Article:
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Assistant Attorney General for the Tax Division Kathryn Keneally Speaks at Press Conference Announcing Guilty Plea in Credit Suisse Offshore Tax Evasion Case


Washington, DC
United States

The central mission of the Tax Division is to enforce our nation’s tax laws fairly and consistently.  This is a responsibility that we owe to every honest taxpayer who pays his or her fair share.

As part of this mission, we are committed to using all enforcement tools against those who seek to avoid their legal obligations, and their responsibilities to their fellow citizens and taxpayers, by hiding their assets in foreign bank accounts.  We are also committed to investigating and holding responsible financial institutions, bankers, and other professionals who facilitate this conduct. 

Credit Suisse has now acknowledged that it acted in both the United States and Switzerland to aid and abet the use of secret Swiss bank accounts for the evasion of U.S. taxes.  As set out in the statement of facts, Credit Suisse assisted its clients in using sham entities, soliciting IRS forms that falsely stated that those sham entities were the beneficial owners of assets in accounts with the bank, and facilitating access to the funds in those accounts in a manner designed to keep the accounts secret.  It also failed to preserve documents that would have aided in our investigation.  The plea agreement that has been announced today imposes serious consequences on Credit Suisse for this conduct. 

We appreciate that Credit Suisse has taken this significant step to accept the consequences of these acts.   We also recognize that Credit Suisse has ceased this conduct, and has changed its business operations to ensure that U.S. taxpayers will no longer be able to hide their assets at Credit Suisse.   Also, through the information that Credit Suisse has agreed to provide, the Internal Revenue Service and the Department of Justice will be able to make treaty requests to Switzerland for account records.  For those account holders who closed their accounts knowing that our investigations were focusing on Credit Suisse, we are obtaining information that is enabling us to follow the funds to other Swiss banks or to banks in other tax haven and bank secrecy countries.  By its plea today, Credit Suisse has addressed its past conduct, and is in a position to move beyond these criminal activities.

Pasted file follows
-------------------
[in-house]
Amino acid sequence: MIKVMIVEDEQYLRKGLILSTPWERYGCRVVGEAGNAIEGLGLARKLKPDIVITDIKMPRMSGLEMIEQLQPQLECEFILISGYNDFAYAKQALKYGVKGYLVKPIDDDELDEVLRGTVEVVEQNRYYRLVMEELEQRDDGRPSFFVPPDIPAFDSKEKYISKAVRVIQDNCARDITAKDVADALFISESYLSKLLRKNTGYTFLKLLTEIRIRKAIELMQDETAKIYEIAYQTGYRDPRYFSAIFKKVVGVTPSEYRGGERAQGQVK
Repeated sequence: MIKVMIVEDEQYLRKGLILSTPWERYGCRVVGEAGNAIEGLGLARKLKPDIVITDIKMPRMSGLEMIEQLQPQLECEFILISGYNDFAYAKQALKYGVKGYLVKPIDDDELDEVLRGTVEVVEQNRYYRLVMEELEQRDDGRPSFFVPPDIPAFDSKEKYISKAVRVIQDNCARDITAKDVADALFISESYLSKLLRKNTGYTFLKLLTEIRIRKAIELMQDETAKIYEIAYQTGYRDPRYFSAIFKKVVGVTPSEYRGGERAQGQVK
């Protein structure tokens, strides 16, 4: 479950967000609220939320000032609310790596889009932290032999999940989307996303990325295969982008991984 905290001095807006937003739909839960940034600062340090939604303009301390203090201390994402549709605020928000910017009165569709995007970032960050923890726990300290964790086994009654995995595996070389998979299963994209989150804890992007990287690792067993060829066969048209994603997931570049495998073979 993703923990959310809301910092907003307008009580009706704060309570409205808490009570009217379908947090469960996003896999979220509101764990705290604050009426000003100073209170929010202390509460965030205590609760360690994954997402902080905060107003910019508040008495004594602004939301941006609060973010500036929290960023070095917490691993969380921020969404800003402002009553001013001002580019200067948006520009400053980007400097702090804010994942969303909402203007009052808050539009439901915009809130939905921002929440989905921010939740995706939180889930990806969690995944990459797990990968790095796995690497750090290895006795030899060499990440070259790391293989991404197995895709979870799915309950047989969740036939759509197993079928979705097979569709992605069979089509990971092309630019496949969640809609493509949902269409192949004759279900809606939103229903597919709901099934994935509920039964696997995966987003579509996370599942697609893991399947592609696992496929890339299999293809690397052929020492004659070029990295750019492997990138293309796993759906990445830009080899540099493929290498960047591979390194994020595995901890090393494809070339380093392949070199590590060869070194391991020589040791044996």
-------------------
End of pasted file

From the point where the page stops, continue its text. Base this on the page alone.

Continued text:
We also appreciate that Switzerland has taken important steps to ensure that its banking community will no longer be a haven for U.S. tax evasion.   Switzerland’s ratification, in September 2009, of the Protocol amending U.S.–Swiss tax treaty, and its inter-govermental agreement with the United States concerning FATCA implementation, were significant steps toward this goal.   We are also grateful for the support of the Swiss Financial Market Supervisory Authority, FINMA, and the Swiss government for the Swiss Bank Program that the Department announced in August 2013.   Through this program, Swiss banks are cooperating to provide valuable information that will further our global investigations, and those Swiss banks in turn have a path to resolution for past activities.

I also take this opportunity to thank the Attorney General and the Deputy Attorney General for the support and assistance that the Tax Division received throughout this investigation and in all our our enforcement activities, to recognize and thank United States Attorney Dana Boente for the excellent work by his office in the Eastern District of Virginia, to recognize and thank the IRS Commissioner John Koskinen and the IRS Criminal Investigation Division for the important work of the IRS in this law enforcement priority, and to recognize and thank all of the prosecutors and investigative agents who have done excellent work throughout this investigation, and in particular to recognize Mark Lytle, Assistant United States Attorney for the Eastern District of Virginia, Mark Daly, Senior Litigation Counsel, and Nanette Davis, Assistant Chief, with the Tax Division, and IRS Special Agent James O’Leary.

I would like now to turn to IRS Commissioner John Koskinen for additional comments.

Updated September 17, 2014